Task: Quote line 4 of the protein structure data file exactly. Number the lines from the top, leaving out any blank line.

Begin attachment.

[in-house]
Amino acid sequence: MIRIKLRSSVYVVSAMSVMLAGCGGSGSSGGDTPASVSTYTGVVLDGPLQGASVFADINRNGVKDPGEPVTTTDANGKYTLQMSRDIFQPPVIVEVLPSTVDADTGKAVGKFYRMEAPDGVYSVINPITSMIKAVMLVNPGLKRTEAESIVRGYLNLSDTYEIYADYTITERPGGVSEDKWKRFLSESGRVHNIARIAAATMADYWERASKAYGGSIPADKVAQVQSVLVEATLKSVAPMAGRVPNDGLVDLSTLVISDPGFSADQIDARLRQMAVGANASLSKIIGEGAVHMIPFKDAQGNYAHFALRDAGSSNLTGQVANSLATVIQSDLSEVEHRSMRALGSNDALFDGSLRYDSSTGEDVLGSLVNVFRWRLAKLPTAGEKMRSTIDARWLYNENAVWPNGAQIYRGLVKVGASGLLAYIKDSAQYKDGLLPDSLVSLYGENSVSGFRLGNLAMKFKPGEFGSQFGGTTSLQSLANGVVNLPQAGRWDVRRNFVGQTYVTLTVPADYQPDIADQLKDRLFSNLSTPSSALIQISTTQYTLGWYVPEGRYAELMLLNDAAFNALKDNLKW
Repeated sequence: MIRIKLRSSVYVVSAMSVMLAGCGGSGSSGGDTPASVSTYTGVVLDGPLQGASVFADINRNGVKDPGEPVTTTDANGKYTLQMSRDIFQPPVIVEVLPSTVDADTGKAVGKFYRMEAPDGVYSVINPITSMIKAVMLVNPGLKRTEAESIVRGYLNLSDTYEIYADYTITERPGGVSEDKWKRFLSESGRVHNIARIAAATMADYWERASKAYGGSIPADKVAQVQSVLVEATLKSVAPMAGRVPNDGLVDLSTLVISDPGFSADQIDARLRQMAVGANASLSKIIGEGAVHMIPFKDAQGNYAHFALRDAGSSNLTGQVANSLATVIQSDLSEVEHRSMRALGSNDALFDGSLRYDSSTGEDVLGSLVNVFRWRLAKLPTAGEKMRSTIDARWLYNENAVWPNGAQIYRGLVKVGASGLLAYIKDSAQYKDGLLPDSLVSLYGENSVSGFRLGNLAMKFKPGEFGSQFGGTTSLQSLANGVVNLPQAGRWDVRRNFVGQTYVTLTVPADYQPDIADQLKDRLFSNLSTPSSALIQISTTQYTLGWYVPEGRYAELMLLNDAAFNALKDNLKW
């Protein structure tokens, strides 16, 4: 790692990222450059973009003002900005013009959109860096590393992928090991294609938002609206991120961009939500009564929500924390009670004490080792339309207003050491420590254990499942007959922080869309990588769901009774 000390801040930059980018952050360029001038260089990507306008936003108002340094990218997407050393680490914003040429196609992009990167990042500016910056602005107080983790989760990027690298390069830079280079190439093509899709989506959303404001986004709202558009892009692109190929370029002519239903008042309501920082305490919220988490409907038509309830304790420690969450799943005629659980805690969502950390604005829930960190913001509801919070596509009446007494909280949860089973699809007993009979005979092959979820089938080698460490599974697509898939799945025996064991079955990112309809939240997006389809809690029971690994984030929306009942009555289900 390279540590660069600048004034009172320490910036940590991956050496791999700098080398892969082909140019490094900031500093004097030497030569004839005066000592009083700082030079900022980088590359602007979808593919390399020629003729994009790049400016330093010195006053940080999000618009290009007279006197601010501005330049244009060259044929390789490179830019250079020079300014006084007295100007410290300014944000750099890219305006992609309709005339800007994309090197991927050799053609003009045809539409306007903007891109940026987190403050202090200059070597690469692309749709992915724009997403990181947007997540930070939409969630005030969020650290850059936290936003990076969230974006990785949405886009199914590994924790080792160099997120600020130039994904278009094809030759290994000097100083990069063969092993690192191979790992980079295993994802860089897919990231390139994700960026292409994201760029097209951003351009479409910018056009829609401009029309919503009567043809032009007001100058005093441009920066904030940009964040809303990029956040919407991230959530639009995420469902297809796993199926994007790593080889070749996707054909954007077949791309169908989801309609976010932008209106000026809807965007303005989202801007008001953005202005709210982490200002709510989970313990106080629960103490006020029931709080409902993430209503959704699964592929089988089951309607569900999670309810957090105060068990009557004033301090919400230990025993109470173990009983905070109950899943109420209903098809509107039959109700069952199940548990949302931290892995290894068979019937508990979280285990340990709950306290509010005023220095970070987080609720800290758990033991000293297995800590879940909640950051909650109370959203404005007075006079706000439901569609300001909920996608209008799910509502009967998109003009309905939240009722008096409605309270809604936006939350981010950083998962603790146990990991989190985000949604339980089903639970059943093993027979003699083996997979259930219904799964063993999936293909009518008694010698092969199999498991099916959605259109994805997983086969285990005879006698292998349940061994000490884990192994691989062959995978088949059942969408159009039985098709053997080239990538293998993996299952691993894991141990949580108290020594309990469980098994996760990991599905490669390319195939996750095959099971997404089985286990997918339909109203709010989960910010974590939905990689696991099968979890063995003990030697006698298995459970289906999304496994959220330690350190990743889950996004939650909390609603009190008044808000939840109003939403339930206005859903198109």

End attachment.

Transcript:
């Protein structure tokens, strides 16, 4: 790692990222450059973009003002900005013009959109860096590393992928090991294609938002609206991120961009939500009564929500924390009670004490080792339309207003050491420590254990499942007959922080869309990588769901009774 000390801040930059980018952050360029001038260089990507306008936003108002340094990218997407050393680490914003040429196609992009990167990042500016910056602005107080983790989760990027690298390069830079280079190439093509899709989506959303404001986004709202558009892009692109190929370029002519239903008042309501920082305490919220988490409907038509309830304790420690969450799943005629659980805690969502950390604005829930960190913001509801919070596509009446007494909280949860089973699809007993009979005979092959979820089938080698460490599974697509898939799945025996064991079955990112309809939240997006389809809690029971690994984030929306009942009555289900 390279540590660069600048004034009172320490910036940590991956050496791999700098080398892969082909140019490094900031500093004097030497030569004839005066000592009083700082030079900022980088590359602007979808593919390399020629003729994009790049400016330093010195006053940080999000618009290009007279006197601010501005330049244009060259044929390789490179830019250079020079300014006084007295100007410290300014944000750099890219305006992609309709005339800007994309090197991927050799053609003009045809539409306007903007891109940026987190403050202090200059070597690469692309749709992915724009997403990181947007997540930070939409969630005030969020650290850059936290936003990076969230974006990785949405886009199914590994924790080792160099997120600020130039994904278009094809030759290994000097100083990069063969092993690192191979790992980079295993994802860089897919990231390139994700960026292409994201760029097209951003351009479409910018056009829609401009029309919503009567043809032009007001100058005093441009920066904030940009964040809303990029956040919407991230959530639009995420469902297809796993199926994007790593080889070749996707054909954007077949791309169908989801309609976010932008209106000026809807965007303005989202801007008001953005202005709210982490200002709510989970313990106080629960103490006020029931709080409902993430209503959704699964592929089988089951309607569900999670309810957090105060068990009557004033301090919400230990025993109470173990009983905070109950899943109420209903098809509107039959109700069952199940548990949302931290892995290894068979019937508990979280285990340990709950306290509010005023220095970070987080609720800290758990033991000293297995800590879940909640950051909650109370959203404005007075006079706000439901569609300001909920996608209008799910509502009967998109003009309905939240009722008096409605309270809604936006939350981010950083998962603790146990990991989190985000949604339980089903639970059943093993027979003699083996997979259930219904799964063993999936293909009518008694010698092969199999498991099916959605259109994805997983086969285990005879006698292998349940061994000490884990192994691989062959995978088949059942969408159009039985098709053997080239990538293998993996299952691993894991141990949580108290020594309990469980098994996760990991599905490669390319195939996750095959099971997404089985286990997918339909109203709010989960910010974590939905990689696991099968979890063995003990030697006698298995459970289906999304496994959220330690350190990743889950996004939650909390609603009190008044808000939840109003939403339930206005859903198109």